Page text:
Do I even need to file a German tax return?

Many Americans living in Germany draw income from the US – as a pension, dividends, retirement plan distributions or VA benefits – and can live comfortably on just those or they are working low-paying jobs, that do not come with tax consequences. Others move to Germany late in the year and their income for 2-3 months is under the relevant tax threshold. Some American are internationally fairly mobile and spend only so much time in Germany out of the year.

Almost every single of the above-mentioned Americans is convinced that he does not have to file a German tax return because the “German income is not high enough”, the other income is not “from Germany”, “paid to a US bank account” or “in US dollars”. Some also think that because they spend less than 183 days in Germany all is good.

Actually all of the above examples highlight common misperceptions as to who needs to file a German tax return and which country (Germany or the US) actually gets to tax certain sources of income. First of all, the question as to who needs to file hinges on somebody’s residency in a country. In Germany the national tax law has two concepts which address this aspect and they are very different from the 183 days rule, which is a term that can only be found in international tax treaties. Second, international tax treaties assign taxation rights sometimes without considering the situs of the income source. For example, under the current tax treaty between Germany and the US the distributions from US retirement plans can be subject to taxation in Germany. Third, those international tax treaties sometimes mandate that foreign income be considered for tax bracket purposes in the other country. While the other country cannot tax this particular income, it needs to know about it in order to determine the local tax rate.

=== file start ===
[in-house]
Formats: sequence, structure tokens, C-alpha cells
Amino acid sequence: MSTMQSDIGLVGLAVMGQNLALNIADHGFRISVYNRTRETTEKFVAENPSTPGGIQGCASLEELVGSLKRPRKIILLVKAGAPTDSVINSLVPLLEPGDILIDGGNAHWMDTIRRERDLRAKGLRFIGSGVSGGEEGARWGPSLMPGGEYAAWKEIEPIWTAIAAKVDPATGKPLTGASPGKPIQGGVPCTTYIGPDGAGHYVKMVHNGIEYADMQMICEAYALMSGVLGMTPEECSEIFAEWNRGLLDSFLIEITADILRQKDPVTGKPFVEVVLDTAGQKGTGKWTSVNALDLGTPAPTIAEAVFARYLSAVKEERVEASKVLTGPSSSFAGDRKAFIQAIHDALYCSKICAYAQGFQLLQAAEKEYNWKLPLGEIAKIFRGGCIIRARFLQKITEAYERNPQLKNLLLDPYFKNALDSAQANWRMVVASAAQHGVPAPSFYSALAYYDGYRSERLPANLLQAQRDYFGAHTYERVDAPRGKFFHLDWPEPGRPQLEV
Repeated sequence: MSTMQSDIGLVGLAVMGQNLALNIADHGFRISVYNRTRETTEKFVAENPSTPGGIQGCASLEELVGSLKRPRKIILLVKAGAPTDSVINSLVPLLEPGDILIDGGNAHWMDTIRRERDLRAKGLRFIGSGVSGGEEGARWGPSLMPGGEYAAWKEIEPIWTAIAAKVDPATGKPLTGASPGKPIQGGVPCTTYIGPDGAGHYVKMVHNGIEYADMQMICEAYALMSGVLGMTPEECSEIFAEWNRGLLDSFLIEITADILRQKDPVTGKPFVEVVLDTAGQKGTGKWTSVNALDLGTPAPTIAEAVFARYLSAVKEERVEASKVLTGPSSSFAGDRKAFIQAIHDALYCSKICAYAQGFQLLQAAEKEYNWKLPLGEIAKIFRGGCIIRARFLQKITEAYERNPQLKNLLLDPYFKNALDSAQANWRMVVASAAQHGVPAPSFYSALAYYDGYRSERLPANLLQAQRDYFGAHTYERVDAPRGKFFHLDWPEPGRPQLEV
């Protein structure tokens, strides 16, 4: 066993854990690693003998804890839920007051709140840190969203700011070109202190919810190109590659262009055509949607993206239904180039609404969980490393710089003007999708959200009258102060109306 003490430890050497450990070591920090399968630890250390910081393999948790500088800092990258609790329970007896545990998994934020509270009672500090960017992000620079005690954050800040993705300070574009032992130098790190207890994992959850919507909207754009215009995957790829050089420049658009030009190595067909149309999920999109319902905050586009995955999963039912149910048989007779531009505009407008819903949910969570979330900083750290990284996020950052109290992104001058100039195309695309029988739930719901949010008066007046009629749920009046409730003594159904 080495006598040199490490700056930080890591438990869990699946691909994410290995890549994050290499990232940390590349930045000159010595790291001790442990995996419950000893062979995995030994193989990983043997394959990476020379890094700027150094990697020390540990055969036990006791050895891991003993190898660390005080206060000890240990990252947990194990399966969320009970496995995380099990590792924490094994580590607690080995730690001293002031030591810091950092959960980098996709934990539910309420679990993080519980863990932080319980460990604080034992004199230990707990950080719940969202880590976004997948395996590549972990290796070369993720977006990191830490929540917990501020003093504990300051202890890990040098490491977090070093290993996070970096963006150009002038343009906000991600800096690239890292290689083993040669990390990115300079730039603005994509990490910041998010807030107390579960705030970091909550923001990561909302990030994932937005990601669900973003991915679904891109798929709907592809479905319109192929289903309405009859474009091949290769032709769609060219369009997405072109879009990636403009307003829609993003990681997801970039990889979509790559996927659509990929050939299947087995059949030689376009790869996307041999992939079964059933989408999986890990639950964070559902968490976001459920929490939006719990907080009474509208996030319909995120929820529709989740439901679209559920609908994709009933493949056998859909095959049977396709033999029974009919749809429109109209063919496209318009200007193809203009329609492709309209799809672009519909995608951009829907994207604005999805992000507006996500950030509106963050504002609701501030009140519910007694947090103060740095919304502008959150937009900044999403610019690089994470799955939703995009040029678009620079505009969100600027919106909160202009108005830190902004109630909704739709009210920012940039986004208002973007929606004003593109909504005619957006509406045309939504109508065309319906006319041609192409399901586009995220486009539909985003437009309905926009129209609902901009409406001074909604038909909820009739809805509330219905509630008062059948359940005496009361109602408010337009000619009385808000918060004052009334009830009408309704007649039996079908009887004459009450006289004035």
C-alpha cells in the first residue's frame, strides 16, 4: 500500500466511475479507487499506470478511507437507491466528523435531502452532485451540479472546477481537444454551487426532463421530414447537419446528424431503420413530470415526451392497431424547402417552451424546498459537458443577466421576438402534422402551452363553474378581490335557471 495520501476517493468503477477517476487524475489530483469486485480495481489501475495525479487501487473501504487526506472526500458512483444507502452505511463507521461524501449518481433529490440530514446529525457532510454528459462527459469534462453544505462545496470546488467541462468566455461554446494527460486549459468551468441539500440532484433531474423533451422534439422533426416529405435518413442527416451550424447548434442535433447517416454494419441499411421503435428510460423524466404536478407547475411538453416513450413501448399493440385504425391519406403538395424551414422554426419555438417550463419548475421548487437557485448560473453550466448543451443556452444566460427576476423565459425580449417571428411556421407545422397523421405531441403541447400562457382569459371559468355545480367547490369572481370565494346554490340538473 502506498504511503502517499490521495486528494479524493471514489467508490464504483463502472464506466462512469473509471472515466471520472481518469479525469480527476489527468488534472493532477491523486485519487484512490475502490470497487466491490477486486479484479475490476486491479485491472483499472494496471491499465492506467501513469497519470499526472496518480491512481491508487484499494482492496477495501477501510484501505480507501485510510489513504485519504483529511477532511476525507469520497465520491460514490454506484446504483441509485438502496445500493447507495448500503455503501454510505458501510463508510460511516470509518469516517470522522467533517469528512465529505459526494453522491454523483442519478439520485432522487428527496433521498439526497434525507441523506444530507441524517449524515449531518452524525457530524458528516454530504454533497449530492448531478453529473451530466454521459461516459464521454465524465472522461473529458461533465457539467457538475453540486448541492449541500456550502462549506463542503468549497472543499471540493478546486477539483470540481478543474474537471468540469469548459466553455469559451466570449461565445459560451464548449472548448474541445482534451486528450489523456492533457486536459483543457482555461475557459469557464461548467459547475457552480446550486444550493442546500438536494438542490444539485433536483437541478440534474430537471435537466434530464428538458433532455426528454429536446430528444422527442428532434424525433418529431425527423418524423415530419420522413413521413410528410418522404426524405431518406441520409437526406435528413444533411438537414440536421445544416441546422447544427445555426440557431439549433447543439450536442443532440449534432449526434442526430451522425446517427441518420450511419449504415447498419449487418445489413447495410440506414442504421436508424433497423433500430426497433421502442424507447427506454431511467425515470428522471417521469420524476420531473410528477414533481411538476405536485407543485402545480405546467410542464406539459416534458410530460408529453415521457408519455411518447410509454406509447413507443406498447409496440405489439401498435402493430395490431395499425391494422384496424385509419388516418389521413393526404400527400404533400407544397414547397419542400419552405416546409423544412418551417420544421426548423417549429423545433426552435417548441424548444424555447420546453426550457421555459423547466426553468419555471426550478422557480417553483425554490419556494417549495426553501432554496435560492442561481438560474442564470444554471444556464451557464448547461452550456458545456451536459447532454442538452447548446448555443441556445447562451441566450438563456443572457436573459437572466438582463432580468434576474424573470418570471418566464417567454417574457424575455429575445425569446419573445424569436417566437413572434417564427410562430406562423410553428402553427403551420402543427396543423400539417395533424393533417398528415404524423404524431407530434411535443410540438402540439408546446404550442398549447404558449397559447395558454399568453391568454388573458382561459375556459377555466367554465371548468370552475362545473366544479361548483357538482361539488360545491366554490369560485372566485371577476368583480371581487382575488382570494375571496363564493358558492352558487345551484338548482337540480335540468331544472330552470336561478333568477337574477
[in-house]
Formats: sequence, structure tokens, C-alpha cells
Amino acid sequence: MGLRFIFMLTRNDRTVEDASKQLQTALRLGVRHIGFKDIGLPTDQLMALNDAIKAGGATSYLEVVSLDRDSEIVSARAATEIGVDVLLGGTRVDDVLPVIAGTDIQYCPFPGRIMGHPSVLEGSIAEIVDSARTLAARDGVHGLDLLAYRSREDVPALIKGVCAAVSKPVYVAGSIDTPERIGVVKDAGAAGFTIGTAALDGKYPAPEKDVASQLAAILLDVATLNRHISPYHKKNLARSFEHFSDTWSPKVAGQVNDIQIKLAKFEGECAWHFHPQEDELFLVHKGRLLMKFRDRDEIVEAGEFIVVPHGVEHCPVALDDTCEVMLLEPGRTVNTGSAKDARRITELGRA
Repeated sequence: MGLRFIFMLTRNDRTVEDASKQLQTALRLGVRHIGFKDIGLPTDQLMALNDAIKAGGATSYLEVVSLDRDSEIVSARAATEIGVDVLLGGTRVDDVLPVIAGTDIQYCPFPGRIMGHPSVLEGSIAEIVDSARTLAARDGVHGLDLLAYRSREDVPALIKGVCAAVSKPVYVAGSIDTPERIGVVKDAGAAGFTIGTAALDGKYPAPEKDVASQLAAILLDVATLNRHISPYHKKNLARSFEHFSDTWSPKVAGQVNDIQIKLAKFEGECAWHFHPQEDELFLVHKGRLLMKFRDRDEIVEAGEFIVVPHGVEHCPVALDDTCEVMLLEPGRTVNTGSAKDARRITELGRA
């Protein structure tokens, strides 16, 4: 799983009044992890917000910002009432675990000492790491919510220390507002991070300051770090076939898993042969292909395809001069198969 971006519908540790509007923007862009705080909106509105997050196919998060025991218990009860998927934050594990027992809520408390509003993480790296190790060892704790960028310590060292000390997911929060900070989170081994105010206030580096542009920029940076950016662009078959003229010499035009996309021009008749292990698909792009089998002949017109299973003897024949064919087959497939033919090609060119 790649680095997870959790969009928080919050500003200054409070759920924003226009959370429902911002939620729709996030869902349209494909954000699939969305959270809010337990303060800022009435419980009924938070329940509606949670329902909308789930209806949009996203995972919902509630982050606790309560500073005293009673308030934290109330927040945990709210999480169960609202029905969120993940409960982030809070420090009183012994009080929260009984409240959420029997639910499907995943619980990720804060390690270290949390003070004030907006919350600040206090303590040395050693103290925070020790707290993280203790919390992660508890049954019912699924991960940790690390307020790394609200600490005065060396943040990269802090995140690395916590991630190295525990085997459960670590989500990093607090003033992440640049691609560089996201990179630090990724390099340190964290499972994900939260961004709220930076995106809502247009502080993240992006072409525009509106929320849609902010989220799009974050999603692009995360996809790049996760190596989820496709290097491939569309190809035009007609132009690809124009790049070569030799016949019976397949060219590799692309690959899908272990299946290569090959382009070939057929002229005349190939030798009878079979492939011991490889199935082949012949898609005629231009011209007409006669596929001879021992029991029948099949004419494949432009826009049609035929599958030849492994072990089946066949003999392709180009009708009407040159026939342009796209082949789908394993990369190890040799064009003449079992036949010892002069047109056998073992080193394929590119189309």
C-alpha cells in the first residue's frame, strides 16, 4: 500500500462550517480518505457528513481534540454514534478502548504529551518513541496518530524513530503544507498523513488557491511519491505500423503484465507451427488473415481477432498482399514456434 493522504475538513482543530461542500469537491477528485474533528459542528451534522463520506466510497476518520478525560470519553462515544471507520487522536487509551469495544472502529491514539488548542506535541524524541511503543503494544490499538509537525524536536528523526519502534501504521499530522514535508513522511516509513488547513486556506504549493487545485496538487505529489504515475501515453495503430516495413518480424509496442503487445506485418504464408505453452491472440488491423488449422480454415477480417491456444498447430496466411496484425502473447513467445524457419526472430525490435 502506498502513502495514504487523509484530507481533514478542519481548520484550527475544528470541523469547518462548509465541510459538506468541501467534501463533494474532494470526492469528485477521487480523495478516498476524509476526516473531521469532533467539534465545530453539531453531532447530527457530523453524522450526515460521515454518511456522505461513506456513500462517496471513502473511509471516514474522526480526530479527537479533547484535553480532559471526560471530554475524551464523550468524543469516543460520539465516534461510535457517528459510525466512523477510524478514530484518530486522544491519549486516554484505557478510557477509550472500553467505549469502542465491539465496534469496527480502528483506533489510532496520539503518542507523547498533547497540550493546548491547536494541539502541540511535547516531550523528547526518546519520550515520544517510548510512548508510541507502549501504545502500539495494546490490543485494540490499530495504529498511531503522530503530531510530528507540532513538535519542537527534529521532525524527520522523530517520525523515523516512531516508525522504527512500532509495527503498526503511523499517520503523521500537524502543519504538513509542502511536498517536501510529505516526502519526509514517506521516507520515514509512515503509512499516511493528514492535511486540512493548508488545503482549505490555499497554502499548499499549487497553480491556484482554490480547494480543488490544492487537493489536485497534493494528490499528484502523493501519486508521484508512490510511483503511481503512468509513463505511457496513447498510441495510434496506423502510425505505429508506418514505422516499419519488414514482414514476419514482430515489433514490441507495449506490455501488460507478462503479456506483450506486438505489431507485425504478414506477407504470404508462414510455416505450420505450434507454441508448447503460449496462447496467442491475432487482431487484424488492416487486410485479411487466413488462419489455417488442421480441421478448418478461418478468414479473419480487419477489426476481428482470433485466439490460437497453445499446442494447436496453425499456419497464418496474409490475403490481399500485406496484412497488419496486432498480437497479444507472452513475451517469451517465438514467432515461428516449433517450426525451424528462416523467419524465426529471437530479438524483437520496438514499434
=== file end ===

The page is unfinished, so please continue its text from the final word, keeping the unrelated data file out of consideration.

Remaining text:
Because of all those intricacies regarding the interfaces between national, international and treaty tax law it is fairly easy to leave foreign income off of a German tax return or just not file at all. In both cases a German tax office might suspect not an honest mistake but bad-intent, which can trigger a tax evasion investigation.

For this reason we always advise that somebody who has non-German income always files a tax return. IT is the only way to be fully transparent and present your opinion to the tax office. A lot of times they can be reasoned with. However, in order to do this you need to be ahead of the game and not at the mercy of the tax office.


Please reach out to us if you think this affects you, if you have questions or specific consulting advice on this issue.

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